The output device 53 can be one or several of many options. For human sensing or reading, it can be a simple light or light emitting diode that could vary in color and or flashing patterns depending on the fault conditions. It could emit IR light for viewing with night vision goggles. It could transmit data in Morse or some other code. It can be a liquid crystal display (LCD) or other display that can be seen with reflected or transmitted light. Any visible distinction between two or more states may be used, for example color, intensity, time pulsation, or position. The output device could have a dark disc or plate behind it so that there is more visible contrast when observed in daylight. Also, for use on power wires or lines 49 remote from roads, the output element 53 could point to one side to be viewed from the most readily accessible site or up for viewing by a helicopter. If the whole indicator device 50 glows as mentioned above, then it can be seen from all angles. The trade-off is that because the light leaves at all angles, it is not as bright at the most likely viewing angle. To overcome this, output element 53 could be bendable so it can be positioned just before or after it is installed on the power line 49.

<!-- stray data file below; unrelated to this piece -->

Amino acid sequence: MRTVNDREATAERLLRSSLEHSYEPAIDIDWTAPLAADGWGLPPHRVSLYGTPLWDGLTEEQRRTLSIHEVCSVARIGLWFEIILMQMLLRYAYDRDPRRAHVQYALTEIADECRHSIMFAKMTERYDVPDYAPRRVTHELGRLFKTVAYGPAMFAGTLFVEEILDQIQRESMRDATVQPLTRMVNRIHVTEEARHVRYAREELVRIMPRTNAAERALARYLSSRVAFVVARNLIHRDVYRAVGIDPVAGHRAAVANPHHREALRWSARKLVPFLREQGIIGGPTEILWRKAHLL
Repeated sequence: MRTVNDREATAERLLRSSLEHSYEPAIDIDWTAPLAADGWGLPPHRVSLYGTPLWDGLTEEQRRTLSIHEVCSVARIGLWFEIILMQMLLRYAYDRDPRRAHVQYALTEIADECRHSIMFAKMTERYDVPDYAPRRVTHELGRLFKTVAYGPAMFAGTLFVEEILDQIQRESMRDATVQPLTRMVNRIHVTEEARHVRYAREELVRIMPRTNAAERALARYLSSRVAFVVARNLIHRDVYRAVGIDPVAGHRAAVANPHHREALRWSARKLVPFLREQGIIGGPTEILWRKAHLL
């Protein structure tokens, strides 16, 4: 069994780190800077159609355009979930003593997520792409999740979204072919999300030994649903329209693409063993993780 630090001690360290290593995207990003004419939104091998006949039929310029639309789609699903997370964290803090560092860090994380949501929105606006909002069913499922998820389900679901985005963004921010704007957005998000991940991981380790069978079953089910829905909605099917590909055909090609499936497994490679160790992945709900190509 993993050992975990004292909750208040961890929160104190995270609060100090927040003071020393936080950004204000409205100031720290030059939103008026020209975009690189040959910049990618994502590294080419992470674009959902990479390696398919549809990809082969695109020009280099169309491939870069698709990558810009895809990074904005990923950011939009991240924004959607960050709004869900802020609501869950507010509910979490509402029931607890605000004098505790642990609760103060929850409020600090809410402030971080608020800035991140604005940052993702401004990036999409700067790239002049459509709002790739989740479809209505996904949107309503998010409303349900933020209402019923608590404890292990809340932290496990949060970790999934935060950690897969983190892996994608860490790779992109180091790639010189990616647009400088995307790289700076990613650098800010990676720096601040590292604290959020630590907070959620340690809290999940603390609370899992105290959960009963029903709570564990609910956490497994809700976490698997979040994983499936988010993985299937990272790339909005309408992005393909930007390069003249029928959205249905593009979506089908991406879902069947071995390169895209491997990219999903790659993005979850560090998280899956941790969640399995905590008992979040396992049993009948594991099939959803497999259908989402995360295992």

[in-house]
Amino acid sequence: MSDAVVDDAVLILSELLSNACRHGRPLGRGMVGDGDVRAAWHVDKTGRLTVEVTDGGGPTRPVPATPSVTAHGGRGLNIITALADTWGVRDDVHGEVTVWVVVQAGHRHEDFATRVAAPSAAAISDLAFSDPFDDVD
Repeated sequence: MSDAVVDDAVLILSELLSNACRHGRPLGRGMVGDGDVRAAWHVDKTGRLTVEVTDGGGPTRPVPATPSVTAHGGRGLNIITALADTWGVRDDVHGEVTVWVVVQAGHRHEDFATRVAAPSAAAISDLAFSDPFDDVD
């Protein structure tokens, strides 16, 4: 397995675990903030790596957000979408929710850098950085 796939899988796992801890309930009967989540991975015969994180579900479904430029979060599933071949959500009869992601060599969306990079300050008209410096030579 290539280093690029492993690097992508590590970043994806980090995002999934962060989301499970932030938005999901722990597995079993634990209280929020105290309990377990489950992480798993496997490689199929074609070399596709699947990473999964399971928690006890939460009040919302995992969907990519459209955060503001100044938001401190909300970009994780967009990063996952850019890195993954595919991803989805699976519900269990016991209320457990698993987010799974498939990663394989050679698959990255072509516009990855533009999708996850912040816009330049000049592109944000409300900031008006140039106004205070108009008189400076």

Another human sensible output device 53 can employ sound in all its variations to alert a user. A challenge is that the ears cannot isolate the directionality of sound as well as the eyes can differentiate light, so it might be difficult to determine which of three indicator devices at the top of a pole is signaling, unless each had a distinctive sound, in tone or timing. A highly directional microphone could be used to determine which output device 53 is operating, and to detect the sound over a greater distance. The third remote human sense, smell could also be used, but it is even less directionally reliable than sound, being carried by the wind. The output element 53 could heat a fluid that gives off a smell or smoke. Alternatively, it could have a small electrochemical cell that generated hydrogen sulfide.